I think. Testing certainly will be more available going forward. But I don’t know what the expectations are going to be. I suspect that one of the things that’s going to happen, a lot of colleges probably down the line are going to be going test optional. More universally. I know the UC system is talking about implementing that just for equity issues and access issues.
And I think with UCS going test optional, it’s almost certainly going to impact [00:19:00] other colleges and universities as well. So I think certainly in terms of colleges being in session, allowing on campus visits it’s going to be harder to get an accurate sense of what colleges are going to be a good fit how to shape an accurate.
An exciting college list that encompasses the range of competitiveness that’s appropriate for each of you individually. Those are things that I think are going to continue to be pretty challenging going through this. Okay. The next question is what was one college essay that stood out to you and why?
That’s a great question. So I think I like to respond to this question by saying a couple of things. One, just for context, through admissions and through my work outside of admissions, I’ve probably read and evaluated 500,000 [00:20:00] college applications and college essays. So there are a lot of application essays that have really resonated with me.
The general theme is that. The reader of your application is going to be able to connect with you better and form a relationship with you when you’ve been genuine. When you’ve been really expressed something thoughtful, personal, truly reflective of you. The question a lot of students have is how can I impress?
And I think the better question in terms of essays is how can I be memorable? How can I make a connection? There are many essays that I remember. There are two, I think that have had a really profound effect on me. One was a student who went to a Jewish day school is kosher and observant to a [00:21:00] conservative Jew, wrote his essay about being on a travel soccer team and about how after every tournament and every travel game, his team, which was really tight would go out to McDonald’s and how he could never eat anything because it wasn’t kosher and how he was.
An integral part of that team, but how also his religion was integral to his identity and that he had to balance those two realities. This is a student who is a recruited athlete for soccer. He then wrote about going to Israel for the first time and walking into a car and getting a kosher hamburger and what that was like for him.
And what I loved about that essay is that he was warm. He was real, he was talking about identity on many different levels. He was talking about loyalty, a belief system, a sense of team [00:22:00] connection. And just, I felt like I was standing in a room having a conversation with this person. Another essay that I really resonated with was a young man who wrote about a scenario.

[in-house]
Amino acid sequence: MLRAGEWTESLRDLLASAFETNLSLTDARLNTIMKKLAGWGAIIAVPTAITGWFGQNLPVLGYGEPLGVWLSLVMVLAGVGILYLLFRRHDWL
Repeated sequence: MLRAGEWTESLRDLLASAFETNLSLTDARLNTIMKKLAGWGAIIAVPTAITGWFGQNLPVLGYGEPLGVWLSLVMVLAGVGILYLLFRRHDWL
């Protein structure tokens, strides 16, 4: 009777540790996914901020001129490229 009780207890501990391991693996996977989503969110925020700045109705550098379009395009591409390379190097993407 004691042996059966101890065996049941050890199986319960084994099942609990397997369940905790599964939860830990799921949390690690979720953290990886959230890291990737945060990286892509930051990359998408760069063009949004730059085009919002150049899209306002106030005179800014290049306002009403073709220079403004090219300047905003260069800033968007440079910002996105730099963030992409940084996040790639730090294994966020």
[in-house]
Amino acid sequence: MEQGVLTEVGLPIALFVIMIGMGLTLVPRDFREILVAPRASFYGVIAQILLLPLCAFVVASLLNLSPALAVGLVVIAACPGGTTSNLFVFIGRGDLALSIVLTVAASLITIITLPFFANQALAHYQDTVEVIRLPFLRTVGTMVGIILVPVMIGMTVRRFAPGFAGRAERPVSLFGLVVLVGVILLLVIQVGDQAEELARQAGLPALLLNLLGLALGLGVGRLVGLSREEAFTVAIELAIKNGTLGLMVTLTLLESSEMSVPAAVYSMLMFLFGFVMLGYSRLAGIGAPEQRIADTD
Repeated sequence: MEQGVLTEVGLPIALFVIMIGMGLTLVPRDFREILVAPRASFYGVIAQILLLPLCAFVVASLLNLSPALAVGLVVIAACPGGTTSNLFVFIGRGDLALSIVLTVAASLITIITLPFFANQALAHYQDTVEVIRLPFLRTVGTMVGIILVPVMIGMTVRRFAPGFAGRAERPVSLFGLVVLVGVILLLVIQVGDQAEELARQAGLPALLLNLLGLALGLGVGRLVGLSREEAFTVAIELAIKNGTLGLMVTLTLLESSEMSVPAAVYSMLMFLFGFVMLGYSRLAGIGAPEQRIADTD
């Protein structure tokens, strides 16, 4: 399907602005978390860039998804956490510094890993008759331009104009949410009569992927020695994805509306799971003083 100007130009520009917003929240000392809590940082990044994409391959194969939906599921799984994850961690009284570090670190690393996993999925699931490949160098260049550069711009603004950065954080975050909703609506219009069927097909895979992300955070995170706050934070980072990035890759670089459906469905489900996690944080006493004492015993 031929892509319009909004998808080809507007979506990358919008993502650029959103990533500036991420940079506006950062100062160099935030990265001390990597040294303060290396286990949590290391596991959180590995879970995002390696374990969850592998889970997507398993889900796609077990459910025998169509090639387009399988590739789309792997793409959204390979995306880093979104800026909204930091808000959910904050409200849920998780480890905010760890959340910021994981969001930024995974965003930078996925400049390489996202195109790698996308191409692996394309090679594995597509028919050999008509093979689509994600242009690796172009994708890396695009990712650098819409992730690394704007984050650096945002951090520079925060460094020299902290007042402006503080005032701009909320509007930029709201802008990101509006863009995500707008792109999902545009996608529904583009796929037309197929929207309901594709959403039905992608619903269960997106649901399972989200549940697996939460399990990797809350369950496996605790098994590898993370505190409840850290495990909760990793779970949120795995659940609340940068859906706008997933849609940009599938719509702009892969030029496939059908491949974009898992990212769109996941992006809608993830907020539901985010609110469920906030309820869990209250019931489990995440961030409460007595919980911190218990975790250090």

I’m not going to get into the details, but it was a scenario where he was constantly confronted with the fact that his father who kept saying, I’ll be there, I’ll be there. I’ll be there, never showed up. And he wrote about a pivotal moment where he was looking around once again for his father who had said he would be there and he realized his father wasn’t going to be there.
And he realized in that moment that he could be always looking around for his father or he could make a decision to be, to grow into the kind of man who would never make anyone in his life. Look around wondering if he was going to show. And that really had an impact on me, but that couldn’t have [00:23:00] worked if it wasn’t his truth.
I know a lot of you wonder how you can write persuasive and compelling essays. If you haven’t had a tragedy, if you haven’t had a major disappointment, if you don’t have some great, life stories some pinnacle to, to describe I think tuning into those quiet places in your life can make for really profound essays that can really tell a persuasive and compelling story.
It doesn’t have to be big and dramatic. It just has to be genuine and real.
Okay, great. The next question that I’m seeing is also about standardized tests. If I don’t want my essay to slash act to be considered, but I do want my three as the two subject tests to be considered. Should I choose the option to, or to not consider a standardized. Yeah, you can. The beauty of this application cycle is you can choose exactly which testing you want to submit.[00:24:00]
I’m sure you all know this, but if you’re requesting SATs from one test date to be sent, you can’t break down which sub category of testing on that test date to send, but with subject tests you can pick and choose. And you can just indicate that those are the tests you want to submit, and you can simply omit the the regular SATs from from the application.
My only warning about that. Most high schools do not report SATs on a student’s transcript, SATs or actsh. But it can be helpful and important to check with your college counseling office at your high school and just make absolutely sure that they don’t report those SATs without your permission.
Okay. The next question is about holistic admissions. If you don’t meet the average GPA of the college, will you just get removed from [00:25:00] their application process? That’s a great question. So colleges, the published averages for testing and GPA they are helpful, but also not completely transparent.